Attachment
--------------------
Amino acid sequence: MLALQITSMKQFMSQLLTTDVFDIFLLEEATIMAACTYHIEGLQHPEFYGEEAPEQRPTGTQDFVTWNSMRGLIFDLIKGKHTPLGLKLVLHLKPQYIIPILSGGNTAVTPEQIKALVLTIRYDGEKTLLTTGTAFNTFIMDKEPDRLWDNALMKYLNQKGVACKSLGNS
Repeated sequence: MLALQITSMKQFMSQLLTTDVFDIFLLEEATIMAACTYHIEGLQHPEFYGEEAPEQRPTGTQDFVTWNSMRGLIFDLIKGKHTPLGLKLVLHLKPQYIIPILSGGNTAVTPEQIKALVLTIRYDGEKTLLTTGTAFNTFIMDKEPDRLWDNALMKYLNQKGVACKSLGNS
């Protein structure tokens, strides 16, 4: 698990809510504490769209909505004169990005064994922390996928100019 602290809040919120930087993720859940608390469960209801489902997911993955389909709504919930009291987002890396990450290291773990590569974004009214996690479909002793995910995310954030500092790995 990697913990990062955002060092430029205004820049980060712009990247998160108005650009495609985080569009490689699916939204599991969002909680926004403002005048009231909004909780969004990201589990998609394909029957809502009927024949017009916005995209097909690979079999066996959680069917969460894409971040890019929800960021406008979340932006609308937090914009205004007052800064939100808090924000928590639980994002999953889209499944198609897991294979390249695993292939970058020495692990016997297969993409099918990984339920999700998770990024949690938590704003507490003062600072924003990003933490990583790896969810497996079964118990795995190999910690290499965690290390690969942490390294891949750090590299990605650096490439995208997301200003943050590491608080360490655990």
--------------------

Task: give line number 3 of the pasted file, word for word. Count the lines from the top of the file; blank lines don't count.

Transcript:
């Protein structure tokens, strides 16, 4: 698990809510504490769209909505004169990005064994922390996928100019 602290809040919120930087993720859940608390469960209801489902997911993955389909709504919930009291987002890396990450290291773990590569974004009214996690479909002793995910995310954030500092790995 990697913990990062955002060092430029205004820049980060712009990247998160108005650009495609985080569009490689699916939204599991969002909680926004403002005048009231909004909780969004990201589990998609394909029957809502009927024949017009916005995209097909690979079999066996959680069917969460894409971040890019929800960021406008979340932006609308937090914009205004007052800064939100808090924000928590639980994002999953889209499944198609897991294979390249695993292939970058020495692990016997297969993409099918990984339920999700998770990024949690938590704003507490003062600072924003990003933490990583790896969810497996079964118990795995190999910690290499965690290390690969942490390294891949750090590299990605650096490439995208997301200003943050590491608080360490655990």